I make almost everything from scratch, but canned crescents I still buy. I did some Googling on the subject but I wanted your take on the subject. I see many recipes for crescents but I'm looking for something I can whip together (instead of popping open) and use right away for recipes that call for the canned version. Things like taco ring or mini appetizers that are stuffed with cheese..etc. Thank you for the advice.
I'm up at the crack of dawn with my toddler and of course nothing is on. FoodSaver commercials are "cooking" related so he'll watch that instead of Mickey Mouse for the millionth time.
Does anyone own/have first hand experience with the FoodSaver thing (or anything like it)? Costco sometimes has a coupon for the device and we buy our meat in bulk from them every six months.
The reviews I've read on Amazon are either glowing or horrible. If it's truly a useful device I may add it to my wishlist.
Thanks for the advice.
I have some frozen brussel sprouts just waiting to be eaten. Can I go ahead and cook them as is? Sauteed with butter/onions/garlic...or must they be defrosted first?
On one of the blogs I follow, the site owner was discussing the bread technique/ingredients she uses to make bread from creating to table in 60 minutes. Website of special stuff is here: http://www.fasteasybread.com/
Anyone familiar with this? It is a bit intriguing, fast homemade bread...but does it taste the same? Just seems a little weird to me. I am familiar with the process of making the dough the night before then putting it in the fridge (a la artisan bread in 5 minutes a day thing) but I have never heard of this.
I'm cooking for my inlaws this weekend as it's my father in law's birthday soon. Doing steaks on the grill and everything that goes with that. They are very very picky and don't like anything even remotely "different". Father in law's wife won't eat chocolate. (Heathen!). I'm making a chocolate French silk pie for everyone that does like chocolate, but I'd like to make a simple apple dessert that she and my father in law would love. Something I can quickly put together without too much work. I want to make this the day before. Remember, nothing fancy, has to be simple since they don't like "weird" things.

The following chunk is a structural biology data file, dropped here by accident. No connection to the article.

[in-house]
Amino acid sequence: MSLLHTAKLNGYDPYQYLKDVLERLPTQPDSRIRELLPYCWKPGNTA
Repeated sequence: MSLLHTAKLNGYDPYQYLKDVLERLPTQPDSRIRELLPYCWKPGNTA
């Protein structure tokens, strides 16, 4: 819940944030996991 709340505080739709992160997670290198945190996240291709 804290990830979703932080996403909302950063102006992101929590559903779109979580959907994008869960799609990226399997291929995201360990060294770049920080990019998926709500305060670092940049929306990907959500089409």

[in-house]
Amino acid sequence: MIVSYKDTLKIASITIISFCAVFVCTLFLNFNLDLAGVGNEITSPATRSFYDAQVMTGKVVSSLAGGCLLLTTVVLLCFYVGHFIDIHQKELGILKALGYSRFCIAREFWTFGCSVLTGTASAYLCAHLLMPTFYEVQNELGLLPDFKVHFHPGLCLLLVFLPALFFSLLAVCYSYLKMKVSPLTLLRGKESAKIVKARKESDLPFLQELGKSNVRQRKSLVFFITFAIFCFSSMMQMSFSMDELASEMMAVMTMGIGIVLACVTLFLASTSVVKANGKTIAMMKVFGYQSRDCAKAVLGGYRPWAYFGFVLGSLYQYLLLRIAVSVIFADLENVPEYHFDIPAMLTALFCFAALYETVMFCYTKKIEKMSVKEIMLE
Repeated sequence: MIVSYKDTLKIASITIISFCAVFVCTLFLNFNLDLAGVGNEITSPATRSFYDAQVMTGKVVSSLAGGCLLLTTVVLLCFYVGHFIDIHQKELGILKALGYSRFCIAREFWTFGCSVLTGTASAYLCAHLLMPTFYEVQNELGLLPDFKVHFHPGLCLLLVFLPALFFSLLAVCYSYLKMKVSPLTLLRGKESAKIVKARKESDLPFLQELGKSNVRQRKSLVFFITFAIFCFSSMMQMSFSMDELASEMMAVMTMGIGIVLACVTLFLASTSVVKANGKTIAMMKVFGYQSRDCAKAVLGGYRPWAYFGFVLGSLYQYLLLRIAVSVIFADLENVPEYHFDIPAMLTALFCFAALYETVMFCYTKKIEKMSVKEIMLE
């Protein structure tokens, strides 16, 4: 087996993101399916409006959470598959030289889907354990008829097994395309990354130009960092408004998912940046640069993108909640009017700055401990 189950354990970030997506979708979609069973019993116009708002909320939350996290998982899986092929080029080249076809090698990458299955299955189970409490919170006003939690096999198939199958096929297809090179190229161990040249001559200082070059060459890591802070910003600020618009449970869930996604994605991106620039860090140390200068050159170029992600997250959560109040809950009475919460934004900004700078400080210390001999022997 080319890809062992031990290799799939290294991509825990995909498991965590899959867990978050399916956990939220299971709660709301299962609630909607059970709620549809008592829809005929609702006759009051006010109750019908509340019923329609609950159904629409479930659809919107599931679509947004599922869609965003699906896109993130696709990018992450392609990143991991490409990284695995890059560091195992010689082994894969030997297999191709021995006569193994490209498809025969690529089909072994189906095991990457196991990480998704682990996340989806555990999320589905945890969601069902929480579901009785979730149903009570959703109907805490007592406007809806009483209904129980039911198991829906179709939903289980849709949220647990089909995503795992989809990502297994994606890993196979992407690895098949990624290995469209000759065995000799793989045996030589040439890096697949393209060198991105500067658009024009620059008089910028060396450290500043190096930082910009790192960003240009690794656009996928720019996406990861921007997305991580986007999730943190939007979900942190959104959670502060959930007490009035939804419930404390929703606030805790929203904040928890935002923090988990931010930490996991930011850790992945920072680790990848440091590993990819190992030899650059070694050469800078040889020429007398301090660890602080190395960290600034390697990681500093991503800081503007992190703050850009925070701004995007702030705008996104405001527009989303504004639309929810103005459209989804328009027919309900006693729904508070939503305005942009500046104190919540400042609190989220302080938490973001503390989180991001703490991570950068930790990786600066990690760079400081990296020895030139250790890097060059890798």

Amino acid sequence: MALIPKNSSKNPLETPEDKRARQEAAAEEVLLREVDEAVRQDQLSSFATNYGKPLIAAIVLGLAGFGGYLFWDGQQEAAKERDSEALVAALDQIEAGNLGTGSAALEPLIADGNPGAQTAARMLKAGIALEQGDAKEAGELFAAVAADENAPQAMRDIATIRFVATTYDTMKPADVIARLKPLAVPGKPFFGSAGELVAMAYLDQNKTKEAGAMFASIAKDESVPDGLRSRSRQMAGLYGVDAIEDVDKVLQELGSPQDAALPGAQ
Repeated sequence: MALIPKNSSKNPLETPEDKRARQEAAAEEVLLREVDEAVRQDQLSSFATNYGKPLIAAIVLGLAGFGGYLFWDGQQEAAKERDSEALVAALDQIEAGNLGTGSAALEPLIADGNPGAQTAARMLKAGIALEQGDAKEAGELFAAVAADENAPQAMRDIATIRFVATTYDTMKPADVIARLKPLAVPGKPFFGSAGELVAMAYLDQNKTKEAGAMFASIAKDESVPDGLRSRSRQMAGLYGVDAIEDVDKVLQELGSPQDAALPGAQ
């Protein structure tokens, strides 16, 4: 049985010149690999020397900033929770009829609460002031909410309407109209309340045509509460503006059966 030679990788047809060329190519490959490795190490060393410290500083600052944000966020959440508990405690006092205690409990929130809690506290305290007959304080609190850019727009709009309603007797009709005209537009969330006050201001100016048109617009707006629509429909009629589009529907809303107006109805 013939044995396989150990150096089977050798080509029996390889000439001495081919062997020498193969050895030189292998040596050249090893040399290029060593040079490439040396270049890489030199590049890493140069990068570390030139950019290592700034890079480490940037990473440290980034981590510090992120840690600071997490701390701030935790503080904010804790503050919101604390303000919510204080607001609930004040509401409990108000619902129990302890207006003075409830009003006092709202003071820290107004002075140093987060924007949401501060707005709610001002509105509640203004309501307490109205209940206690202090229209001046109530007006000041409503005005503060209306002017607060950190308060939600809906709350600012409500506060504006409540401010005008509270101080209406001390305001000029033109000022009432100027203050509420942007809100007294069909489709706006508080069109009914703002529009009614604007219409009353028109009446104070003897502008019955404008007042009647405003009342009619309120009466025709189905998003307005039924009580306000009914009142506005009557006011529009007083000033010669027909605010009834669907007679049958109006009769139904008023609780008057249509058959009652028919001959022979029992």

Thank you for your suggestions!
Someone on here purchased a Demy a few months back. Could you give us your thoughts on it..was it worth it? It has dropped in price recently and I'm thinking about asking for this as a birthday present in the fall. My poor recipe binder is overflowing and I have printed out ones all over the top of my microwave.
During the winter months and when it's too humid to set foot outside, I would love to have one of those stove top grills. I've read up on them and checked out some reviews on Amazon but I'd like a more informed opinion from the people here. What are your experiences with stove top grills? Any brand better than another? I have an electric stove with the coil burners.
I have several great recipes for different types of bread. Many recipes already come as large batches and that's fine with me. But I'd love to be able to freeze the loaves/biscuits/pizza/breadsticks, then reheat them later and have them taste just as good. Searching around google hasn't helped as there are so many different answers. There was a wonderful recipe here yesterday on Photograzing, for example, that had breadsticks. That would be something I'd love to make, freeze, then reheat later.
So the questions are, how do I properly freeze the above things, how do you reheat them properly, and how long do they last in a freezer? I have an upright freezer in the basement for long term storage.
I want to start making sandwich bread at home. My hubby is a bit picky, he does like honey wheat bread. I eat any kind of bread. Can I have some advice/recipes that you have tried and had success with? I have a bread maker but I enjoy baking bread in the oven as well.
When cooking fish, I usually aim for lighter preparations without sauce, where the flavor of the fish comes through. But this quick lemon-thyme mayonnaise melts into the flesh to season it, keep it moist, and develop a mouthwatering golden brown crust on the top.